To the profound comprehension of this law of the intellectual generation of ideas, are due the marvels of Catholic civilisation. To that wonderful civilisation is due all that we admire and all that we see. Its theologians, even considered humanly, put to the blush modern and ancient philosophers; her doctors excite wonder by the immensity of their science; its historians by their generalising and comprehensive views, cast those of antiquity into the shade. St Augustine’s “City of God” is, even today, the most profound book of history which genius, illuminated by the rays of Catholicity, has presented to the astonished eyes of men. The acts of her Councils, leaving aside the divine inspiration, are the most finished monuments of human prudence. The Canonical, excel in wisdom the Roman, and the feudal, laws. Who is before St Thomas in science, St Augustine in genius, Bossuet in majesty, St Paul in power? Who is greater as a poet than Dante? Who is equal to Shakespeare? Who surpasses Calderon? Who, like Raphael, infused life and inspiration into the canvas?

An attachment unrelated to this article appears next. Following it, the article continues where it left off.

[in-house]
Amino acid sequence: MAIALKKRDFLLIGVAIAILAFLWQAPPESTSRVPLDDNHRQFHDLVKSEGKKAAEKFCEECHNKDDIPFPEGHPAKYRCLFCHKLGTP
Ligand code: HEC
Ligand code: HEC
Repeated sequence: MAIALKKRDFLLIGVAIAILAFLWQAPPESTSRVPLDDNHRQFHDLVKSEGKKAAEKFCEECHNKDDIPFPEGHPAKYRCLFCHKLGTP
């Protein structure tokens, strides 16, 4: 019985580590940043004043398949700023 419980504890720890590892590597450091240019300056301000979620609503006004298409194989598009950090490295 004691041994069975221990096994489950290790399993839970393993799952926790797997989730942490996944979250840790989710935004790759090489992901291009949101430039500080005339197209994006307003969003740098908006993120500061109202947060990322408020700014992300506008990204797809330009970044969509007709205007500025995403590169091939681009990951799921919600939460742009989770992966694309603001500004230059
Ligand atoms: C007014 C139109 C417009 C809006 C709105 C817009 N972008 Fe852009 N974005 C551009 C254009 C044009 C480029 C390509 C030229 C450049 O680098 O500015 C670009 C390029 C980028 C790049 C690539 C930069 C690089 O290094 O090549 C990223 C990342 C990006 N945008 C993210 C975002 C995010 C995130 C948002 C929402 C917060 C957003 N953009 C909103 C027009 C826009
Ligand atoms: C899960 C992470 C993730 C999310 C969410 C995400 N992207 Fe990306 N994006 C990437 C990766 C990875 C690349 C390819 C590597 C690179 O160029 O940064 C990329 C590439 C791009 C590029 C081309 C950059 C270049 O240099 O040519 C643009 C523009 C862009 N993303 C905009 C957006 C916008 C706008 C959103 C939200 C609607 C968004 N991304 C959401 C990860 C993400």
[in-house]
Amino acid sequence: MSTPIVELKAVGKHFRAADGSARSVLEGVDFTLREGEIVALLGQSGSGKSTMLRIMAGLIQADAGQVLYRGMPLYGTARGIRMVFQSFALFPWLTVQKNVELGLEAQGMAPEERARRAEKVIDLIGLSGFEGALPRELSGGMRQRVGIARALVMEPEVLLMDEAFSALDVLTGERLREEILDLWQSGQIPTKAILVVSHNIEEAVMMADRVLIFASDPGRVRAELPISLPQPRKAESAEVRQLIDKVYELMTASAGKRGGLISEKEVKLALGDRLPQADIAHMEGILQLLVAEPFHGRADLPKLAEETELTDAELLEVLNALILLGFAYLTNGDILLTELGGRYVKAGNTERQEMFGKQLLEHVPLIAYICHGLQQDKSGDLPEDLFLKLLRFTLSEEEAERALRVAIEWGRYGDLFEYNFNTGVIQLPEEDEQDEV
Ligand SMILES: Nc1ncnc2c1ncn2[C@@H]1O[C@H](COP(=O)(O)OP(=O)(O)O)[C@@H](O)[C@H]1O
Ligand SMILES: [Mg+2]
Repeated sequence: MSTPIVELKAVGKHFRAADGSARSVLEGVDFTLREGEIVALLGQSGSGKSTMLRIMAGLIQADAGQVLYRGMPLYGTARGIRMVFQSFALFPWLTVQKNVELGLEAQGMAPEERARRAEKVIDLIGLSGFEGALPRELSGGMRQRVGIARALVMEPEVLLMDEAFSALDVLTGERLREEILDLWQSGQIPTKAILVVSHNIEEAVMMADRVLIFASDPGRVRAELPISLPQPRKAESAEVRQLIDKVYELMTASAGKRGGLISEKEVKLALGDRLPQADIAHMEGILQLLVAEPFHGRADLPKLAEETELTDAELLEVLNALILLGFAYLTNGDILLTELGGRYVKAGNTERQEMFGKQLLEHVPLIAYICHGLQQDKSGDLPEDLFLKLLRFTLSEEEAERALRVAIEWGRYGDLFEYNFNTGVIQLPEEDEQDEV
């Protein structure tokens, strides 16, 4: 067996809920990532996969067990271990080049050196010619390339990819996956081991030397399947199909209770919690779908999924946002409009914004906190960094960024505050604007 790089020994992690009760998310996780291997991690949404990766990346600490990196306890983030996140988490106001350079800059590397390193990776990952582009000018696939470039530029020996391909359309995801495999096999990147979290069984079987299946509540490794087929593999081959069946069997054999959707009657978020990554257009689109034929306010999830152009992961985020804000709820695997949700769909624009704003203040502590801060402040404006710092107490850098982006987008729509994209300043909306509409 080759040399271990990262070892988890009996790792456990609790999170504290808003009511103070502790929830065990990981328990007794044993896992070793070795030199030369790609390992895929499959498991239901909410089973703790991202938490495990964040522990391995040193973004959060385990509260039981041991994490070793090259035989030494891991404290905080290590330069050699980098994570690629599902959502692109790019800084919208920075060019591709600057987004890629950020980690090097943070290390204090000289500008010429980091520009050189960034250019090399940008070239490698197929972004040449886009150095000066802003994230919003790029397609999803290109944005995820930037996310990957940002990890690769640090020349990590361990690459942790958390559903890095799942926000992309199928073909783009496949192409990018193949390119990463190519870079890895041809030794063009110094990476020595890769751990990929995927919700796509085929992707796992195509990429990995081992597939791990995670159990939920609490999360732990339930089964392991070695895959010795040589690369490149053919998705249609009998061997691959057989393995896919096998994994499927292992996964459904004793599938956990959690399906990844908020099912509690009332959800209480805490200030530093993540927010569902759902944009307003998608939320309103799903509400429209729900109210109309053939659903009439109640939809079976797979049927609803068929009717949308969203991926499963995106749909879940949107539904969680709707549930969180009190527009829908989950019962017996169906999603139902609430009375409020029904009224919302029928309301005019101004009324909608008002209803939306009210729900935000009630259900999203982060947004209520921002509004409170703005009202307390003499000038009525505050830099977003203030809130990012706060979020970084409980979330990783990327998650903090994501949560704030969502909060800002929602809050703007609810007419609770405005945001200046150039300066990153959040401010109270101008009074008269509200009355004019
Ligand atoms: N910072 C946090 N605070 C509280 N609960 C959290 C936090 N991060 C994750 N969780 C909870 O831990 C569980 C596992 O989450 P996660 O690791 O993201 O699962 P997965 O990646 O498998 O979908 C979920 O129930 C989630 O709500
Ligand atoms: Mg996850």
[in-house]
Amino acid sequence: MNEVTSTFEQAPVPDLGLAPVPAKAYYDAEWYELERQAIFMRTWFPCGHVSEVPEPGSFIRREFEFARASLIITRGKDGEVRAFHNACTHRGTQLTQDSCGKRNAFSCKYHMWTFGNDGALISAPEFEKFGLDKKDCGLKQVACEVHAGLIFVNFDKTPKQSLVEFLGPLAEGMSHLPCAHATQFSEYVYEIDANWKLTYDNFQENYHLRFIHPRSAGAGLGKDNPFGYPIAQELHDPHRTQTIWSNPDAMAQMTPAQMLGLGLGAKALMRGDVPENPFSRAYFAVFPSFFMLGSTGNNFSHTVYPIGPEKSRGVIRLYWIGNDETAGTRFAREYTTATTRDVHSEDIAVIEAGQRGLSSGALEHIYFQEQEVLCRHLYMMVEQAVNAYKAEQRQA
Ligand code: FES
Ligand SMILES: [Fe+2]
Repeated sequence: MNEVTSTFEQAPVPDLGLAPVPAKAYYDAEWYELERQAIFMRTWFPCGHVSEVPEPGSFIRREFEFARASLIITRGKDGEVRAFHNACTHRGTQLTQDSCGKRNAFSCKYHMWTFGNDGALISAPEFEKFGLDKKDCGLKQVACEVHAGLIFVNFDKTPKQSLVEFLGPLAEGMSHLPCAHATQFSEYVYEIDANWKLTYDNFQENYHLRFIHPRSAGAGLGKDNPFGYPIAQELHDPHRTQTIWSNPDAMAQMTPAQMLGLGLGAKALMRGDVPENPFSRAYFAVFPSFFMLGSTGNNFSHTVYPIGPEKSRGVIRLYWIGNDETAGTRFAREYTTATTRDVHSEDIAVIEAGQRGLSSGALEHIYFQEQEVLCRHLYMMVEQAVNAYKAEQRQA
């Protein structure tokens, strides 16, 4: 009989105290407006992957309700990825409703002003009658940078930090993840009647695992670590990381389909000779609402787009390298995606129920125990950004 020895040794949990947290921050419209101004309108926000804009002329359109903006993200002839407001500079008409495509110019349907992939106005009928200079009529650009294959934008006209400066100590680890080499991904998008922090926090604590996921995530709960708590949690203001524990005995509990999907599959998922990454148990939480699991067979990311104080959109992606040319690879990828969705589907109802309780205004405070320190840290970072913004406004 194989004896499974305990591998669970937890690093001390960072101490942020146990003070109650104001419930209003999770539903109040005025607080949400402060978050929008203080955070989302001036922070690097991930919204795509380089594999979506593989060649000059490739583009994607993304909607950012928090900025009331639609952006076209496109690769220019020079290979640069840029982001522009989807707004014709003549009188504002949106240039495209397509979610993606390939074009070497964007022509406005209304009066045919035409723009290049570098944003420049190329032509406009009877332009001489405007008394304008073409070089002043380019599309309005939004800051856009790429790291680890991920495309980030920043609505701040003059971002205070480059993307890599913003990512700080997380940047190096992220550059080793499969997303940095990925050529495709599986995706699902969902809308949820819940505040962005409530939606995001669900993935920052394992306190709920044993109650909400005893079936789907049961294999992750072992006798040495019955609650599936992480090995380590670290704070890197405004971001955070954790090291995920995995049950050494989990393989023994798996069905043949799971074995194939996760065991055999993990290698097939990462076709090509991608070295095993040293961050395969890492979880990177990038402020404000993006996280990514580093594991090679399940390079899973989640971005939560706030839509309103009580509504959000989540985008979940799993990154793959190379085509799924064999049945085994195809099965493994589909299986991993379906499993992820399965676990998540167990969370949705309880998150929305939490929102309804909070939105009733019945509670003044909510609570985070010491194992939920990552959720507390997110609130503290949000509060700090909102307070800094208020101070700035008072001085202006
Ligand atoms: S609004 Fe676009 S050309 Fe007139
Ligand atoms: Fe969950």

Place people in sight of the pyramids of Egypt, and they will tell you, “Here has passed a grand and barbarous civilisation.” Place them in sight of the Grecian statues and temples, and they will tell you, “Here has passed a graceful, ephemeral, and brilliant civilisation.” Place them in sight of a Roman monument, and they will tell you, “Here has passed a great people.” Place them in sight of a cathedral, and on beholding such majesty united to such beauty, such grandeur to such taste, such grace to such delicacy, such severe unity to such rich variety, such measure to such boldness, such heaviness in the stones, with such suavity in their outlines, and such wonderful harmony between silence and light, shade and colour, they will tell you,
Here has passed the greatest people of history, and the most astounding of human civilisations: that people must have taken grandeur from the Egyptian, brilliancy from the Greek, strength from the Roman, and, beyond the strength, the brilliancy, and grandeur, something more valuable than grandeur, strength, and brilliancy—immortality and perfection.
Donoso Cortes, Essays on Catholicism, Liberalism and Socialism